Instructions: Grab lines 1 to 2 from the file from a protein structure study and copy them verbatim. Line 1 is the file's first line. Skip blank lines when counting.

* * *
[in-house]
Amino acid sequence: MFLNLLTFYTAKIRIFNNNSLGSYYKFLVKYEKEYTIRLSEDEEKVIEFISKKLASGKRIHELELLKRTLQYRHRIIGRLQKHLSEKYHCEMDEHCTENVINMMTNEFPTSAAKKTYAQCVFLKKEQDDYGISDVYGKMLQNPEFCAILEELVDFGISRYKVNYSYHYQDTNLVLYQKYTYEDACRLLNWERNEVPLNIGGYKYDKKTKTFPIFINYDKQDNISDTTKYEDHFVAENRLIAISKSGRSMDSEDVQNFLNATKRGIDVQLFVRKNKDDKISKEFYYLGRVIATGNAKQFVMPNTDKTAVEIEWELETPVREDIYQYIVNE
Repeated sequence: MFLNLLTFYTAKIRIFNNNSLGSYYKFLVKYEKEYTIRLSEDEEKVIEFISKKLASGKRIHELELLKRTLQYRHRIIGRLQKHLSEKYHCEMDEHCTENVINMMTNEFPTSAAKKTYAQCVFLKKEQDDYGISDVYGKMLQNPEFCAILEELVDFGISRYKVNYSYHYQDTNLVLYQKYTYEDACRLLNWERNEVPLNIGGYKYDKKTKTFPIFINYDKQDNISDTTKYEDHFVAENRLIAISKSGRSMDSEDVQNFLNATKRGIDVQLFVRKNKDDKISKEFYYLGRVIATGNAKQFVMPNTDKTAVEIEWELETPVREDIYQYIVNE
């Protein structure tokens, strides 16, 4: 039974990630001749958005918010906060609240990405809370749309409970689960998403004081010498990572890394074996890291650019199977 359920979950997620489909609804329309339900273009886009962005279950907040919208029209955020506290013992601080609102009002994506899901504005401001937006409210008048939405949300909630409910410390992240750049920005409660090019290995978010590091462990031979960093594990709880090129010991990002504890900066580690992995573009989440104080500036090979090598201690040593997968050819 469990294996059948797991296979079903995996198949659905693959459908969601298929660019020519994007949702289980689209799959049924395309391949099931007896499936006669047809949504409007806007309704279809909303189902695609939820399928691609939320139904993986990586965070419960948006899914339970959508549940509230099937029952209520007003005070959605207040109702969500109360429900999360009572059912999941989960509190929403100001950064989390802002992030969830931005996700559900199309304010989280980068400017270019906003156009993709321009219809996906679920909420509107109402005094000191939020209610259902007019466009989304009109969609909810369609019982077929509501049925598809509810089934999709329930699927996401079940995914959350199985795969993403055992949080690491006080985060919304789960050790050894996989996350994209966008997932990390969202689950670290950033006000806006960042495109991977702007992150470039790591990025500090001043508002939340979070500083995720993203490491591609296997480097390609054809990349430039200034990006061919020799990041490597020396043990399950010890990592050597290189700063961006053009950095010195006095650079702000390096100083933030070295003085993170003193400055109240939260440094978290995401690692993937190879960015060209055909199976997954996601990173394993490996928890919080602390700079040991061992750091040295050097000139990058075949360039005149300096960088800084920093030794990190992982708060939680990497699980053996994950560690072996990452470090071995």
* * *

[in-house]
Amino acid sequence: MFLNLLTFYTAKIRIFNNNSLGSYYKFLVKYEKEYTIRLSEDEEKVIEFISKKLASGKRIHELELLKRTLQYRHRIIGRLQKHLSEKYHCEMDEHCTENVINMMTNEFPTSAAKKTYAQCVFLKKEQDDYGISDVYGKMLQNPEFCAILEELVDFGISRYKVNYSYHYQDTNLVLYQKYTYEDACRLLNWERNEVPLNIGGYKYDKKTKTFPIFINYDKQDNISDTTKYEDHFVAENRLIAISKSGRSMDSEDVQNFLNATKRGIDVQLFVRKNKDDKISKEFYYLGRVIATGNAKQFVMPNTDKTAVEIEWELETPVREDIYQYIVNE